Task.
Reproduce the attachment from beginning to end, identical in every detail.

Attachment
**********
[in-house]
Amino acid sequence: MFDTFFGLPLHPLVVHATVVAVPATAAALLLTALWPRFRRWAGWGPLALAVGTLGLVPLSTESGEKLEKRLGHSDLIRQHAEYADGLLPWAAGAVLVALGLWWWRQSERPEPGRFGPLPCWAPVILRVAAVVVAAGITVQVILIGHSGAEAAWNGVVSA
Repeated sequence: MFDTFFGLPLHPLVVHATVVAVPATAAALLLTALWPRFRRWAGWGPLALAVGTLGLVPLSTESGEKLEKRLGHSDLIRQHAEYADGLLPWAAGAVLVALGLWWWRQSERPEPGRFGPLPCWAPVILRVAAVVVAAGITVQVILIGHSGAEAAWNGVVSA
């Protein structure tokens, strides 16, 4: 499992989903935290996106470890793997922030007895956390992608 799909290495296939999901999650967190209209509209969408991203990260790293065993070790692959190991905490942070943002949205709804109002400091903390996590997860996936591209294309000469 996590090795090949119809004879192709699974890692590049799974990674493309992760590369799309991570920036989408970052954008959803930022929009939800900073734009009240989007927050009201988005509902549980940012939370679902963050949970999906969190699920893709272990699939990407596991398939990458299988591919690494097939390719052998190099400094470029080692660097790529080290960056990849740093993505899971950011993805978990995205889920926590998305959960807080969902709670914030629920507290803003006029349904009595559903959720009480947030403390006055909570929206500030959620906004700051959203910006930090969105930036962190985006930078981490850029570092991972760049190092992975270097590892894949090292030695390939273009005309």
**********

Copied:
[in-house]
Amino acid sequence: MFDTFFGLPLHPLVVHATVVAVPATAAALLLTALWPRFRRWAGWGPLALAVGTLGLVPLSTESGEKLEKRLGHSDLIRQHAEYADGLLPWAAGAVLVALGLWWWRQSERPEPGRFGPLPCWAPVILRVAAVVVAAGITVQVILIGHSGAEAAWNGVVSA
Repeated sequence: MFDTFFGLPLHPLVVHATVVAVPATAAALLLTALWPRFRRWAGWGPLALAVGTLGLVPLSTESGEKLEKRLGHSDLIRQHAEYADGLLPWAAGAVLVALGLWWWRQSERPEPGRFGPLPCWAPVILRVAAVVVAAGITVQVILIGHSGAEAAWNGVVSA
């Protein structure tokens, strides 16, 4: 499992989903935290996106470890793997922030007895956390992608 799909290495296939999901999650967190209209509209969408991203990260790293065993070790692959190991905490942070943002949205709804109002400091903390996590997860996936591209294309000469 996590090795090949119809004879192709699974890692590049799974990674493309992760590369799309991570920036989408970052954008959803930022929009939800900073734009009240989007927050009201988005509902549980940012939370679902963050949970999906969190699920893709272990699939990407596991398939990458299988591919690494097939390719052998190099400094470029080692660097790529080290960056990849740093993505899971950011993805978990995205889920926590998305959960807080969902709670914030629920507290803003006029349904009595559903959720009480947030403390006055909570929206500030959620906004700051959203910006930090969105930036962190985006930078981490850029570092991972760049190092992975270097590892894949090292030695390939273009005309």